Christine poses in front of headless horseman statue at DCA with Magic Eraser used on background people.
Magic Eraser used to get rid of people in the background, but some digital artifacts remain Christine Romero-Chan / Digital Trends

When I look back at photos of friends and family, some of my favorites and most treasured are the ones that are not perfect. A funny expression here, an odd glance there, or an inopportune sneeze when the shutter opens and closes are the photos that get shared and loved. The ones where we’re all doing what we should are passed by without much emotion or engagement. This lovely National Geographic article by Heather Greenwood Davis explains far better than I ever could why embracing the “worst” photos matters.

Supposed imperfection works elsewhere too. People, whether you know who they are or not, can sometimes add to a photograph. They can give it depth, movement, and life. Without them, your photo may become a colder, less emotional, rather flat scene. Lighting in the real world can be used to great creative effect and will always look better than artificial lighting added by AI afterward, and the trained eye will always tell the photo has been altered too.

Am I saying don’t use them at all?

A person holding the Google Pixel 7 Pro, showing the back of the phone.
Andy Boxall / Digital Trends

Digitally changing our photos has been possible for decades, but the best uses are the most subtle, and learning to use them carefully and with restraint is crucial. The photos you consider “bad” today may end up being the ones you love the most in the future, and changing them to make them perfect by today’s Instagram-driven standards may rob you of something special. You only need to look at people’s reinvigorated appreciation for music on vinyl over CDs or a digital file for evidence of how attitudes change regarding perfection over time.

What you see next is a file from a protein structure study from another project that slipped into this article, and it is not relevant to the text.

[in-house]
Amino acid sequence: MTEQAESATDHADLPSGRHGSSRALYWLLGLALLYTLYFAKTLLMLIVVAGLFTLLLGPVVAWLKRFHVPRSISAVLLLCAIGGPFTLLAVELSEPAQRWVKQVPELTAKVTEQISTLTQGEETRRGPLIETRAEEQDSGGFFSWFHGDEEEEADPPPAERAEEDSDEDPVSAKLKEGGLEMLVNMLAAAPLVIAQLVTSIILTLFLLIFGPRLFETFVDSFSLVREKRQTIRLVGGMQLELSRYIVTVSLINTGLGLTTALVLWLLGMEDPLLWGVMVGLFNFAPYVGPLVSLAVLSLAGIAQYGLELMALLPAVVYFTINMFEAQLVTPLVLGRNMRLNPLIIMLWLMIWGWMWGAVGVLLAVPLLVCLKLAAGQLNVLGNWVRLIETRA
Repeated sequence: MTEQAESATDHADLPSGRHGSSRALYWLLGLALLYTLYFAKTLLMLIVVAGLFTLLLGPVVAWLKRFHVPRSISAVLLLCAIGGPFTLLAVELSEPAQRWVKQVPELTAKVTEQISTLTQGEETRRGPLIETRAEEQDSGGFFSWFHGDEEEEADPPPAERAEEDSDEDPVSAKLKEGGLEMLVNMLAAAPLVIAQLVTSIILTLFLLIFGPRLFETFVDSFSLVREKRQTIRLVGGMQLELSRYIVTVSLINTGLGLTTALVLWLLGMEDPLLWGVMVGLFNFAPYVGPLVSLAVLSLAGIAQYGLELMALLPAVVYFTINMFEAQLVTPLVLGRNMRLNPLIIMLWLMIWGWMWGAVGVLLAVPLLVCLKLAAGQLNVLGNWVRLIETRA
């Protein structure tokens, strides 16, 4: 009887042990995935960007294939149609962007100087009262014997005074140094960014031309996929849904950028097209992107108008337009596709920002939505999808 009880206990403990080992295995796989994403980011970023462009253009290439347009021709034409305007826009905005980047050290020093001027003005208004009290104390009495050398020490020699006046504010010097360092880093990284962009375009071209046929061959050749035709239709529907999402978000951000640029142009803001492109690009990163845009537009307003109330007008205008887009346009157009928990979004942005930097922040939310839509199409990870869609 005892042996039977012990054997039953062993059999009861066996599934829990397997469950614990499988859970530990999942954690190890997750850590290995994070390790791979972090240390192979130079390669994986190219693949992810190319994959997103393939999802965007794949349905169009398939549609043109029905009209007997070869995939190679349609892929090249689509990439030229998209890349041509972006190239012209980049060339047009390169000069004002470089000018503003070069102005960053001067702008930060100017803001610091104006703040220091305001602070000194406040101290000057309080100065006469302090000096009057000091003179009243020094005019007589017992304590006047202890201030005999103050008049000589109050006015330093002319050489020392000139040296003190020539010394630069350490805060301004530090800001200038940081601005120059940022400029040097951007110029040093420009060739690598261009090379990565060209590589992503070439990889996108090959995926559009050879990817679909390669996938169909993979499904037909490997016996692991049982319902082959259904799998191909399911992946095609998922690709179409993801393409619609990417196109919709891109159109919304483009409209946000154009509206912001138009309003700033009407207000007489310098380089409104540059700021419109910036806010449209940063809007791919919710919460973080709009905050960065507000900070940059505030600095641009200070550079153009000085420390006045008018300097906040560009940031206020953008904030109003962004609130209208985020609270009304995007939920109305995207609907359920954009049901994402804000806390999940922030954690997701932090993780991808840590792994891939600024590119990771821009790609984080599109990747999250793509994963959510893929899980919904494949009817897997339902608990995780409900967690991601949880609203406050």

Am I saying don’t use Magic Editor, Best Take, or even Magic Eraser ever? Absolutely not. But I am saying to use them sensibly and with caution. Go slowly with the changes, not mad. Don’t replace photos, experiment and make duplicates instead. Don’t delete the original, keep it and look back on it later on, as your opinion about it may change. We’re spoiled by having the chance to take dozens, if not hundreds, of photos and not worry about storage or changing film, so use this and Google’s AI tools to your advantage.

Google’s new AI tools go far beyond adding a filter or boosting the saturation in a photo, they have the power to make an almost entirely new picture that you and your camera didn’t actually take. This is an incredible achievement, especially as it’s possible on the phone in your pocket and not a $10,000 desktop computer operated by a professional in a studio. But care is needed before diving in.

In art, the Japanese philosophy of wabi-sabi teaches us to embrace and appreciate the beauty found in imperfection, and it’ll be worth remembering this before you go crazy with Google’s new photo AI.

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Andy Boxall
Senior Mobile Writer
Andy is a Senior Writer at Digital Trends, where he concentrates on mobile technology, a subject he has written about for…